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Green Your Crib: Water Saving Through Code Changes


An architect friend, Dennis Thompson, reminded me the other day of the significant building-code changes that have been adopted in the past couple of years, either currently in effect or coming online in the next few years. “Some of the biggest changes are in water usage,” he said. California’s efforts to reduce water consumption now include many requirements that change the way we build, often improving our homes and businesses.

These changes set the maximum water-flow rate for indoor plumbing fixtures in all new buildings. It may come as a surprise to many that any home or business remodel now triggers the requirement to upgrade all plumbing fixtures in the building to these new standards. In other words, if you remodel a bathroom, you must ensure that the plumbing fixtures in your kitchen, laundry room, and all other bathrooms also meet the new standards.

What are these standards? For toilets, there can be no more than 1.28 gallons per flush (the federal requirement is a maximum of 1.6 gallons per flush). For kitchen faucets, the maximum flow rate is 1.8 gallons per minute (gpm), and effective July 2016, it will be 1.2 gpm for residential bathroom faucets (reduced from the current standard of 2.2 gpm) and 2 gpm for showerheads (down from 2.5 gpm). Nor is this the end of the changes; in July 2018, the showerhead flow rate will be reduced to 1.8 gpm, giving California the toughest standard of any U.S. state.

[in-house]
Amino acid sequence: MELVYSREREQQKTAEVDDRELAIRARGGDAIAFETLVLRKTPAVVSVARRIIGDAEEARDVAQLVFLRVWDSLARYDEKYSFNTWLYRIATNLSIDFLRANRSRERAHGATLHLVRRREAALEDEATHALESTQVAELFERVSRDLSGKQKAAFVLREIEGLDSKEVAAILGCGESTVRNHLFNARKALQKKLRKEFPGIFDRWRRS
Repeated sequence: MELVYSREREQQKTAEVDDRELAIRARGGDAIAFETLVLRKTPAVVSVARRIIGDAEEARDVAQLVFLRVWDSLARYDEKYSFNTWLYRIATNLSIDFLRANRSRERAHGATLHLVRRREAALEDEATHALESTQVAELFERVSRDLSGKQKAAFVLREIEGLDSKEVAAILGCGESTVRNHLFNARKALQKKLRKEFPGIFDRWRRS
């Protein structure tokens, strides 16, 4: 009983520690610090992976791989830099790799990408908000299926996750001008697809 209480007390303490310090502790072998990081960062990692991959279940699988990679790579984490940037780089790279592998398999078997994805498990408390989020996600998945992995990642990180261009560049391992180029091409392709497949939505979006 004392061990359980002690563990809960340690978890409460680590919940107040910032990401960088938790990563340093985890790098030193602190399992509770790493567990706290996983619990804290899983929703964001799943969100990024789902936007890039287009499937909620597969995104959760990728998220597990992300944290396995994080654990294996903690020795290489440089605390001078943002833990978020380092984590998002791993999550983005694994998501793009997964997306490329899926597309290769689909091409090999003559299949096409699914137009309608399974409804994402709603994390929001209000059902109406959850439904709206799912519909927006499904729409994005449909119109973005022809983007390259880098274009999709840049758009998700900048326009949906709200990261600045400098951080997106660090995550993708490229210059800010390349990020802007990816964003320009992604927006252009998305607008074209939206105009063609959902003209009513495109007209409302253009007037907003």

Because of the water-energy nexus (19 percent of fossil-fuel consumption in California is used to pump, transport, treat, and heat or cool water), these more stringent standards, when fully implemented by 2029, will save not only hundreds of billions of gallons of water but also billions of cubic feet of natural gas and several gigawatt-hours of electricity each year, according to the California Energy Commission.

Water usage outdoors on our properties is also affected by the new codes. Communities throughout California are adopting a Model Water Efficient Landscape Ordinance, which limits the allowable amount of lawn area, requires more efficient irrigation systems and controllers, and specifies permitted types of sprinkler nozzles. The California Department of Water Resources has instituted a turf-replacement program based on the highly popular and successful program of the Metropolitan Water District of Southern California, whereby residents of single-family homes can receive $2 per square foot for replacing up to 1,000 square feet of lawn with drought-tolerant landscaping.

In addition to efficient use of water, these landscape water-use ordinances also focus, for the first time, on water reuse by encouraging gray-water systems (reuse of water from sinks, tubs, and washing machines) and onsite storm-water capture. We will be seeing more and more of these reuse initiatives as we search for ways to stretch water resources further.



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